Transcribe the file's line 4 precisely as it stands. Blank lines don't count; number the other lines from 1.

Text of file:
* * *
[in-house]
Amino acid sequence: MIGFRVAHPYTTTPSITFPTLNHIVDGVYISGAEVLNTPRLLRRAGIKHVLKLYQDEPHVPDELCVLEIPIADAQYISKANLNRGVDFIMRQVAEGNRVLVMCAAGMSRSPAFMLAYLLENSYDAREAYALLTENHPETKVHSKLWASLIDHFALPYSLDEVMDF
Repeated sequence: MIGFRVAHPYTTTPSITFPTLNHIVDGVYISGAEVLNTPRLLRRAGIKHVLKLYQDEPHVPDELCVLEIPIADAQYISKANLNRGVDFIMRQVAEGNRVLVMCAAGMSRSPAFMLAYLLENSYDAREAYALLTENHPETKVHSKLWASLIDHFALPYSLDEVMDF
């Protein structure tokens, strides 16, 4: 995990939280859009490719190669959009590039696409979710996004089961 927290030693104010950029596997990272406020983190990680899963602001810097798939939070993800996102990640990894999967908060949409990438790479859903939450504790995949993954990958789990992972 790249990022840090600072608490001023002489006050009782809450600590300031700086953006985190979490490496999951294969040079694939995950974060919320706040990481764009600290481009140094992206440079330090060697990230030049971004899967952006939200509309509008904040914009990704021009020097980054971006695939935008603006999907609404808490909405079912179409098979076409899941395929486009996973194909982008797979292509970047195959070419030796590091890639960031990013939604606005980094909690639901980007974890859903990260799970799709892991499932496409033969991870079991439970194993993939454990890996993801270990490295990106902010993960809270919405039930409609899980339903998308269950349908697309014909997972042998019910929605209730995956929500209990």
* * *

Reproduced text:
């Protein structure tokens, strides 16, 4: 995990939280859009490719190669959009590039696409979710996004089961 927290030693104010950029596997990272406020983190990680899963602001810097798939939070993800996102990640990894999967908060949409990438790479859903939450504790995949993954990958789990992972 790249990022840090600072608490001023002489006050009782809450600590300031700086953006985190979490490496999951294969040079694939995950974060919320706040990481764009600290481009140094992206440079330090060697990230030049971004899967952006939200509309509008904040914009990704021009020097980054971006695939935008603006999907609404808490909405079912179409098979076409899941395929486009996973194909982008797979292509970047195959070419030796590091890639960031990013939604606005980094909690639901980007974890859903990260799970799709892991499932496409033969991870079991439970194993993939454990890996993801270990490295990106902010993960809270919405039930409609899980339903998308269950349908697309014909997972042998019910929605209730995956929500209990």